Tick Tock: The Impact of DACA on Latinos


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President Donald Trump's administration recently rescinded the Deferred Action for Childhood Arrivals (DACA), an American immigration policy signed by President Barack Obama five years ago. DACA allows unauthorized immigrants who arrived in the United States as children to work, go to school, and get a driver’s license without fear of deportation. The clock is now ticking for a Congressional fix for people who qualify for DACA. If not, recipients could lose their status starting March 5, 2018. Who are DACA recipients? Since the program started in June 2012, most DACA recipients are in Latino-centric states: California (222,795) followed by Texas (124,000) and Illinois (42,376). Unauthorized immigrants from Mexico make up more than three-quarters of all DACA ...

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Latino Immigrant Families Often Forego Health Care Services



For many immigrant families, the current political climate adds a great deal of stress to their lives. Many Latinos already face inequities in health care; they are still the largest uninsured population in the U.S. In South Carolina (5.2% Latino population), this stress is now manifesting in even harsher ways. According to a report in The Post and Courier, many immigrant families in the state are not only foregoing health care services for the adult family members, but also their children. “We’ve gotten calls from the health department of mothers not coming to ... appointments, not showing up for immunizations,” said Julie Smithwick, executive director of the Latino assistance group PASOs. The statewide group connects Latino patients to health care resources across South ...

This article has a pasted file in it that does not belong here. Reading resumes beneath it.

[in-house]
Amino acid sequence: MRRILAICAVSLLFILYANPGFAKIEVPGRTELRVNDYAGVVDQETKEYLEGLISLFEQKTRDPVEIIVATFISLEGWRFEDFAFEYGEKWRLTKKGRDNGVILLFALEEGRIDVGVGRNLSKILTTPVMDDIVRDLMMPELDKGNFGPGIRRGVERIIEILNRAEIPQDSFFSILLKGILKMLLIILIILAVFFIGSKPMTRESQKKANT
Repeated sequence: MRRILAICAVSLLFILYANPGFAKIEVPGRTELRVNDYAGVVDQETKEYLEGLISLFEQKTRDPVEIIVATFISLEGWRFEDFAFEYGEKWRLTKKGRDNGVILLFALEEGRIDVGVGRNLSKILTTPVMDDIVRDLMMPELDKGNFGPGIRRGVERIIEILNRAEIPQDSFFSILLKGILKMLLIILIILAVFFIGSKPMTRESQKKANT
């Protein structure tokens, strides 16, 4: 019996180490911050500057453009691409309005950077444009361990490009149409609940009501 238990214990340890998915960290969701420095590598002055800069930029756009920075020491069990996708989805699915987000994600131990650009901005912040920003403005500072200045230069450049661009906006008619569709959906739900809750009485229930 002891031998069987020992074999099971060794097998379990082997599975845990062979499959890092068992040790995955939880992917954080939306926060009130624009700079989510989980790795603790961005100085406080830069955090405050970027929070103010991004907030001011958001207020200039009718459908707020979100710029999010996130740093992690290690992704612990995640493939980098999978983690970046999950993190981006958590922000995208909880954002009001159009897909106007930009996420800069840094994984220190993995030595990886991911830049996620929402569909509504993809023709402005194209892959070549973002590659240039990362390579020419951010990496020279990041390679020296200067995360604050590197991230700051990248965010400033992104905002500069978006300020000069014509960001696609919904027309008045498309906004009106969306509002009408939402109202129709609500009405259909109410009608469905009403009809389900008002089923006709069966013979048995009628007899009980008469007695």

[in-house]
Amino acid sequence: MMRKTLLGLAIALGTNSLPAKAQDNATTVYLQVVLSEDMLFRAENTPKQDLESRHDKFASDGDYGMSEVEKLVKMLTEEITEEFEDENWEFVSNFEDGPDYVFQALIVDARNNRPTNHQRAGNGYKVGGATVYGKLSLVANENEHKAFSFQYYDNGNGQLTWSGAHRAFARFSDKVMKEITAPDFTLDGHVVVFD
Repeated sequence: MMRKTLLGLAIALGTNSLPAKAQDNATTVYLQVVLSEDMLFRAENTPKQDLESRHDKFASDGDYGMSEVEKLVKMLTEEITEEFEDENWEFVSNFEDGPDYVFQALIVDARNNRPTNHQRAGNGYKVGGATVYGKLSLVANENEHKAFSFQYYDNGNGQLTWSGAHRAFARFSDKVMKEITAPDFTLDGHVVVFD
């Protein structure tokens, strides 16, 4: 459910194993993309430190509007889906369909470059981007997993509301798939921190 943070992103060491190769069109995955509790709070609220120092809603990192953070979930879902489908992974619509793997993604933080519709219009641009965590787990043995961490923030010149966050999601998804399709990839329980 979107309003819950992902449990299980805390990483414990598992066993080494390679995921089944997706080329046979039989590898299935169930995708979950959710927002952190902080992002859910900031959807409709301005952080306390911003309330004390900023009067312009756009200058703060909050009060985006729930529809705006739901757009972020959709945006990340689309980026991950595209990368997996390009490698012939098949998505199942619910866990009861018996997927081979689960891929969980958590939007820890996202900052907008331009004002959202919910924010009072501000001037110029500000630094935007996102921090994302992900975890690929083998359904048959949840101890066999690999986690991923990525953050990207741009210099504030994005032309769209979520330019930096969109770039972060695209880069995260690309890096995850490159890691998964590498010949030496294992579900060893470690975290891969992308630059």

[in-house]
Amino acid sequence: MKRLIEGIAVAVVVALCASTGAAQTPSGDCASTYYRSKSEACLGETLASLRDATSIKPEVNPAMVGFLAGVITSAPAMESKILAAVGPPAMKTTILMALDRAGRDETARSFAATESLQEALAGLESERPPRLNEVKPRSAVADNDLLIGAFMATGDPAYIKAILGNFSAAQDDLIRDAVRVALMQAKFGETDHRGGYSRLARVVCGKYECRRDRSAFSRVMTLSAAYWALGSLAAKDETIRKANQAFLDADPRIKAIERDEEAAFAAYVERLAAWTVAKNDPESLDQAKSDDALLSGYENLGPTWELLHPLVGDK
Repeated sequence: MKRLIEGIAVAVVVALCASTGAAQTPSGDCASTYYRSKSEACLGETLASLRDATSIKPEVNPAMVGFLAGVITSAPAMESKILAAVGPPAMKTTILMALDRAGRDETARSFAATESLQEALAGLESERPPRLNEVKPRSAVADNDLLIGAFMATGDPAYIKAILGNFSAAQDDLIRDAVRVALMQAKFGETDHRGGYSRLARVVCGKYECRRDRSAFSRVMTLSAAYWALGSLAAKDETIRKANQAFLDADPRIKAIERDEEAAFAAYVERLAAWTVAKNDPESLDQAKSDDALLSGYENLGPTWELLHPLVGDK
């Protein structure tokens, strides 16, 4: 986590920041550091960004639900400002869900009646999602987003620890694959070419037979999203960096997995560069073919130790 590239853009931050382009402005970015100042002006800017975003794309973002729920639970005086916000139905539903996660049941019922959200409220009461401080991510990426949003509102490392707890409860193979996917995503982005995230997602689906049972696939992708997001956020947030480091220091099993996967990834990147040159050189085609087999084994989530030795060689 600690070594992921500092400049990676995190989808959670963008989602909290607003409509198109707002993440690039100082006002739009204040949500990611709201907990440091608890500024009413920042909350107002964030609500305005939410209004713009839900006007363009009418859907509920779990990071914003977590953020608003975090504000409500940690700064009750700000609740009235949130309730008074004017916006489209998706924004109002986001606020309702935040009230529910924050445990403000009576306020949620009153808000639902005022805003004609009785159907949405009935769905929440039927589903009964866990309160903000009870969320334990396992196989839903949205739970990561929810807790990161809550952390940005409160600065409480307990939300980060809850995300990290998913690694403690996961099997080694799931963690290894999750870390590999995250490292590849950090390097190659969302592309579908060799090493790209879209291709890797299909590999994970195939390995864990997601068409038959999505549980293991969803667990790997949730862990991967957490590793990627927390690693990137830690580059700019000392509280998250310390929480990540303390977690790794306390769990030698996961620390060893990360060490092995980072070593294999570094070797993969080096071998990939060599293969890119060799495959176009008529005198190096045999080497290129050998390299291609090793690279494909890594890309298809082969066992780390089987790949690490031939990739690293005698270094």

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Agency’s Legal Aids Brings Hope, Stress Relief for Florida Latinos



Many Latino immigrants arrive in Broward County, Fla. (27% Latino) with no community ties, no possessions, no (or little) money, and no prospects for employment. Aside from the everyday challenges of facing this scenario, they also often face legal questions or citizenship matters. That’s why Hispanic Unity of Florida (HUF) was founded to offer free legal aid to low-income families in their most troubling times, to relieve stress and, in turn, improve people’s health and quality of life. Magaly Alvarado, a program manager with HUF, knew that she and her organization could and should do more to help their community. Latino immigrants & toxic stress Broward County, Fla., is home to a diverse immigrant population as it has become a hub for many Latin American and Caribbean ...

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